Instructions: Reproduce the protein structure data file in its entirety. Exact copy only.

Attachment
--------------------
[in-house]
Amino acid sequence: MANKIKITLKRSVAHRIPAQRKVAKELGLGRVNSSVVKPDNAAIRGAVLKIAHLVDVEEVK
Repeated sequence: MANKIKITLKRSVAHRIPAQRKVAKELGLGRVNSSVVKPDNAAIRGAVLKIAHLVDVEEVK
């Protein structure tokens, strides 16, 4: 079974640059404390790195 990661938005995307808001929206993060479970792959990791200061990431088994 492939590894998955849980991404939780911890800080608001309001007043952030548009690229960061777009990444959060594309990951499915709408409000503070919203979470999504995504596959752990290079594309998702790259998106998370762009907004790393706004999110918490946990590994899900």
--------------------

[in-house]
Amino acid sequence: MANKIKITLKRSVAHRIPAQRKVAKELGLGRVNSSVVKPDNAAIRGAVLKIAHLVDVEEVK
Repeated sequence: MANKIKITLKRSVAHRIPAQRKVAKELGLGRVNSSVVKPDNAAIRGAVLKIAHLVDVEEVK
């Protein structure tokens, strides 16, 4: 079974640059404390790195 990661938005995307808001929206993060479970792959990791200061990431088994 492939590894998955849980991404939780911890800080608001309001007043952030548009690229960061777009990444959060594309990951499915709408409000503070919203979470999504995504596959752990290079594309998702790259998106998370762009907004790393706004999110918490946990590994899900």